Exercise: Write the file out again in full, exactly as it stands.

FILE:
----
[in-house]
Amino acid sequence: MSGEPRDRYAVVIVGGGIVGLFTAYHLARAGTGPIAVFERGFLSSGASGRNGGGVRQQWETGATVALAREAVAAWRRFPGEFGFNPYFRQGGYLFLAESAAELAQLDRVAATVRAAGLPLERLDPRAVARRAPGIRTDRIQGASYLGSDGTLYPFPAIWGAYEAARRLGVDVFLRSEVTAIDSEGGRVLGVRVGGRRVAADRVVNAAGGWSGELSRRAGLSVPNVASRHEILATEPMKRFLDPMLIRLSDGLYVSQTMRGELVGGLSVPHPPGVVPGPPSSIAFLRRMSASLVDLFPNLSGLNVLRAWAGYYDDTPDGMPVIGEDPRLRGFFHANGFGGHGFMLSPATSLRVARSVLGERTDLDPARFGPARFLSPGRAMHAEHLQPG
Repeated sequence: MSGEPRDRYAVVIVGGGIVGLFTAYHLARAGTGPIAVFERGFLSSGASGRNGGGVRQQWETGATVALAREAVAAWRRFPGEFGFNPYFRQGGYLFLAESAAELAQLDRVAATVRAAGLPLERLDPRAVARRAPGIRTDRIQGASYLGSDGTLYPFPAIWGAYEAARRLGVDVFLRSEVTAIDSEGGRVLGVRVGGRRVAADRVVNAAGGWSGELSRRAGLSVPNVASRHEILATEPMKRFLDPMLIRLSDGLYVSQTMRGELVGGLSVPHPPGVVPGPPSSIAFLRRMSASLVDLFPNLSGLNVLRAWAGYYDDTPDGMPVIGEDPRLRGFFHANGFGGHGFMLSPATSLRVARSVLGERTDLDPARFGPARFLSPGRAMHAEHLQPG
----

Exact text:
[in-house]
Amino acid sequence: MSGEPRDRYAVVIVGGGIVGLFTAYHLARAGTGPIAVFERGFLSSGASGRNGGGVRQQWETGATVALAREAVAAWRRFPGEFGFNPYFRQGGYLFLAESAAELAQLDRVAATVRAAGLPLERLDPRAVARRAPGIRTDRIQGASYLGSDGTLYPFPAIWGAYEAARRLGVDVFLRSEVTAIDSEGGRVLGVRVGGRRVAADRVVNAAGGWSGELSRRAGLSVPNVASRHEILATEPMKRFLDPMLIRLSDGLYVSQTMRGELVGGLSVPHPPGVVPGPPSSIAFLRRMSASLVDLFPNLSGLNVLRAWAGYYDDTPDGMPVIGEDPRLRGFFHANGFGGHGFMLSPATSLRVARSVLGERTDLDPARFGPARFLSPGRAMHAEHLQPG
Repeated sequence: MSGEPRDRYAVVIVGGGIVGLFTAYHLARAGTGPIAVFERGFLSSGASGRNGGGVRQQWETGATVALAREAVAAWRRFPGEFGFNPYFRQGGYLFLAESAAELAQLDRVAATVRAAGLPLERLDPRAVARRAPGIRTDRIQGASYLGSDGTLYPFPAIWGAYEAARRLGVDVFLRSEVTAIDSEGGRVLGVRVGGRRVAADRVVNAAGGWSGELSRRAGLSVPNVASRHEILATEPMKRFLDPMLIRLSDGLYVSQTMRGELVGGLSVPHPPGVVPGPPSSIAFLRRMSASLVDLFPNLSGLNVLRAWAGYYDDTPDGMPVIGEDPRLRGFFHANGFGGHGFMLSPATSLRVARSVLGERTDLDPARFGPARFLSPGRAMHAEHLQPG